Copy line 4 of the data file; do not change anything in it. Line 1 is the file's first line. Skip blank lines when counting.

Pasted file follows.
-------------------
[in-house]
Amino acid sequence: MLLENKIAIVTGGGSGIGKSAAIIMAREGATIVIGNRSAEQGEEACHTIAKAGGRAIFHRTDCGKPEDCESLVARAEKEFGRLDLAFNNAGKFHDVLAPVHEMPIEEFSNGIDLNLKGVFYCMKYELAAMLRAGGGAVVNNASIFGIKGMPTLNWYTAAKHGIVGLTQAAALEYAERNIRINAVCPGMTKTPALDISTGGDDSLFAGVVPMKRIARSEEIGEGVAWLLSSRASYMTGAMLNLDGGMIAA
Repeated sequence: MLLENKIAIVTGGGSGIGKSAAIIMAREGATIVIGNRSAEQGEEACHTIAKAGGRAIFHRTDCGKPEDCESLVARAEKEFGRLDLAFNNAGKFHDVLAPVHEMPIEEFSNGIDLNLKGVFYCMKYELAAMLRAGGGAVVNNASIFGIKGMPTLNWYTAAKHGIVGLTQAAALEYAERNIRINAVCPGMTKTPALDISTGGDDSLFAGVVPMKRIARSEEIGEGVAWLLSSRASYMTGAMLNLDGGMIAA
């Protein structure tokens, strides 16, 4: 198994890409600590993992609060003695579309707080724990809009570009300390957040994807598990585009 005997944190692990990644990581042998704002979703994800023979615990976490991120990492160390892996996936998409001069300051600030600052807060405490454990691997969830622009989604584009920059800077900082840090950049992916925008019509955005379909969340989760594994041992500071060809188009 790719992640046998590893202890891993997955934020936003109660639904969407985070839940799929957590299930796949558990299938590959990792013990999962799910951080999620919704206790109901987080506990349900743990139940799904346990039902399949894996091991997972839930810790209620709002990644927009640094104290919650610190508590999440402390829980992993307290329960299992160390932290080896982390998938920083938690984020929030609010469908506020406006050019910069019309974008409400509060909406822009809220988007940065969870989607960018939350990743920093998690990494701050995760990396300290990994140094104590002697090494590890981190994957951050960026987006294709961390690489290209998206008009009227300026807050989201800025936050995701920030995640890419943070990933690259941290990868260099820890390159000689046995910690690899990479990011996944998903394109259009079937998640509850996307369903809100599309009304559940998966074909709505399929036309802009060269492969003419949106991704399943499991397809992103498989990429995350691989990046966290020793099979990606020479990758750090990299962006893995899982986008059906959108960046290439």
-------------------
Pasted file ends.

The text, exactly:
């Protein structure tokens, strides 16, 4: 198994890409600590993992609060003695579309707080724990809009570009300390957040994807598990585009 005997944190692990990644990581042998704002979703994800023979615990976490991120990492160390892996996936998409001069300051600030600052807060405490454990691997969830622009989604584009920059800077900082840090950049992916925008019509955005379909969340989760594994041992500071060809188009 790719992640046998590893202890891993997955934020936003109660639904969407985070839940799929957590299930796949558990299938590959990792013990999962799910951080999620919704206790109901987080506990349900743990139940799904346990039902399949894996091991997972839930810790209620709002990644927009640094104290919650610190508590999440402390829980992993307290329960299992160390932290080896982390998938920083938690984020929030609010469908506020406006050019910069019309974008409400509060909406822009809220988007940065969870989607960018939350990743920093998690990494701050995760990396300290990994140094104590002697090494590890981190994957951050960026987006294709961390690489290209998206008009009227300026807050989201800025936050995701920030995640890419943070990933690259941290990868260099820890390159000689046995910690690899990479990011996944998903394109259009079937998640509850996307369903809100599309009304559940998966074909709505399929036309802009060269492969003419949106991704399943499991397809992103498989990429995350691989990046966290020793099979990606020479990758750090990299962006893995899982986008059906959108960046290439």